Or a slick like this right off their coast, day after day after day after…..

Detail from MODIS/Aqua satellite image taken June 18, 2013 showing 32-mile-long slick apparently emanating from site of chronic Taylor Energy oil leak. Clouds and their matching shadows are distinctly different in appearance from the shadow-free slick on the water.


Detail from image above, showing our measurement of the slick (80 square kilometers / 29 square miles).  Assuming an average thickness of 1 micron (1/1,000th of a millimeter) this slick holds 21,120 gallons of oil.


9 Years, Countless Gallons Spilled, No End in Sight

We here at SkyTruth actually look forward to the day when we can look at satellite images from the Gulf of Mexico and NOT see any human-caused oil slicks. Yesterday, unfortunately, was not that day. Quite the contrary, on yesterday’s MODIS Terra image we can plainly see another slick emanating from Taylor Energy’s site 23051. We’ve done tons of blog posts on this chronically leaking site, and sadly, we will probably do many more until Taylor or their partners gets this thing fixed.

But here’s the kicker. According to our measuring tool in Google Earth, we see that the slick is approximately 22 miles long:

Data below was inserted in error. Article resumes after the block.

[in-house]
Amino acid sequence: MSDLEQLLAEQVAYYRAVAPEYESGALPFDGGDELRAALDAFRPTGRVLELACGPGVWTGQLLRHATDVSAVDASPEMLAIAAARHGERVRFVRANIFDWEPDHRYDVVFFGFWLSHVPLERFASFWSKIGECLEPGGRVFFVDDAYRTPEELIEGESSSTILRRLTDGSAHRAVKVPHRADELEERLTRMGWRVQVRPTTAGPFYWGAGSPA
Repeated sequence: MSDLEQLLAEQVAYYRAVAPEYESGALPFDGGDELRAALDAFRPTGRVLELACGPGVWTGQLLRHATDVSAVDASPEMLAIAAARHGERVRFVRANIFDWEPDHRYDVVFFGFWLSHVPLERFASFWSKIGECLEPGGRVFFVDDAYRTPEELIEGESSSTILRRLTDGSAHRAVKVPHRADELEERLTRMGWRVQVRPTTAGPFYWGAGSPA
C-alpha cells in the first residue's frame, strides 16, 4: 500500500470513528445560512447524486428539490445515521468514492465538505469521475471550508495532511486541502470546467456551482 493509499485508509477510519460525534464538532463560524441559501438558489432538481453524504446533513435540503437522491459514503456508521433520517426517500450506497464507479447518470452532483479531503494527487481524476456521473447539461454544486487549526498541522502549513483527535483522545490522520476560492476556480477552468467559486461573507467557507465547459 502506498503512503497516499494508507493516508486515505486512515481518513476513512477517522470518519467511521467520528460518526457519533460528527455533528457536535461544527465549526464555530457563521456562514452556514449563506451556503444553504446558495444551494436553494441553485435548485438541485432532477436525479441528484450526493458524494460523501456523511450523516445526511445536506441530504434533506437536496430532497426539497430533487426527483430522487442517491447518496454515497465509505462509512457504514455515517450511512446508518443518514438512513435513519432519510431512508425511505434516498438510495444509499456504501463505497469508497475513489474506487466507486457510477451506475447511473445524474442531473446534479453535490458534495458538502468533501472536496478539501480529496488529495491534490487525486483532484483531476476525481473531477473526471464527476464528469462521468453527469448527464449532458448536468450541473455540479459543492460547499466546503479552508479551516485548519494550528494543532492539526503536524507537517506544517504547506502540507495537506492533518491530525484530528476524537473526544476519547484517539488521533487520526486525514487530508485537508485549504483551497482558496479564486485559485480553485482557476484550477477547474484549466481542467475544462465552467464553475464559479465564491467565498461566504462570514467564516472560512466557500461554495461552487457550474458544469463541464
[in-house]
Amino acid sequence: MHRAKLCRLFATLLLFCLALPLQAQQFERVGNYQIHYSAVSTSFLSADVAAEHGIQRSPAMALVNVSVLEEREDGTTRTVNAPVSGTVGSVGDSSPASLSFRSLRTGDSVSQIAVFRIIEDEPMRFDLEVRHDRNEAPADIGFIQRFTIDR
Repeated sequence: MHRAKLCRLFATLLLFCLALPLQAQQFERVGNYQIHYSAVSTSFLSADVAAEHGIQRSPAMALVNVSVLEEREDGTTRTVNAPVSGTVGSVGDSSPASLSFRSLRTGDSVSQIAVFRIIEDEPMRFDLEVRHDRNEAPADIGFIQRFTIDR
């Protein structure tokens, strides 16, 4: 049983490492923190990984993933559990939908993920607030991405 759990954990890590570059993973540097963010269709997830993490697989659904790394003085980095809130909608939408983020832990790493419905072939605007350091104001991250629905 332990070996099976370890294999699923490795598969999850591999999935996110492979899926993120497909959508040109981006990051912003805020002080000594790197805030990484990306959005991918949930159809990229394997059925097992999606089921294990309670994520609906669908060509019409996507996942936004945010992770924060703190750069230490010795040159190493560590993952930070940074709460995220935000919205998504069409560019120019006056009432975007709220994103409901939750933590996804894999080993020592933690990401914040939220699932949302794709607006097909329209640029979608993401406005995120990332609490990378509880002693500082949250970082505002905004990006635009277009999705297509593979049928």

MODIS Terra True Color satellite image taken on 6/17/2013 at 1:50 pm local time.  Location of chronic oil leak at Taylor Energy site shown by red dot. Slick measurement shown by yellow line.  Scattered clouds and cloud shadows to left and right.  Unlike the clouds, the slick lacks a corresponding shadow.

Yet Taylor’s required daily report to the National Response Center (NRC) for June 17th states there was a visible slick only 10 miles in length a few hours earlier. Assuming their description of the slick is correct, and assuming an average slick thickness of 1 micron (1/1000th of a millimeter), that represents a total volume of almost 65 gallons. But that’s 45 times more oil than Taylor reported for this slick – Taylor reported a spill volume of a mere 1.43 gallons.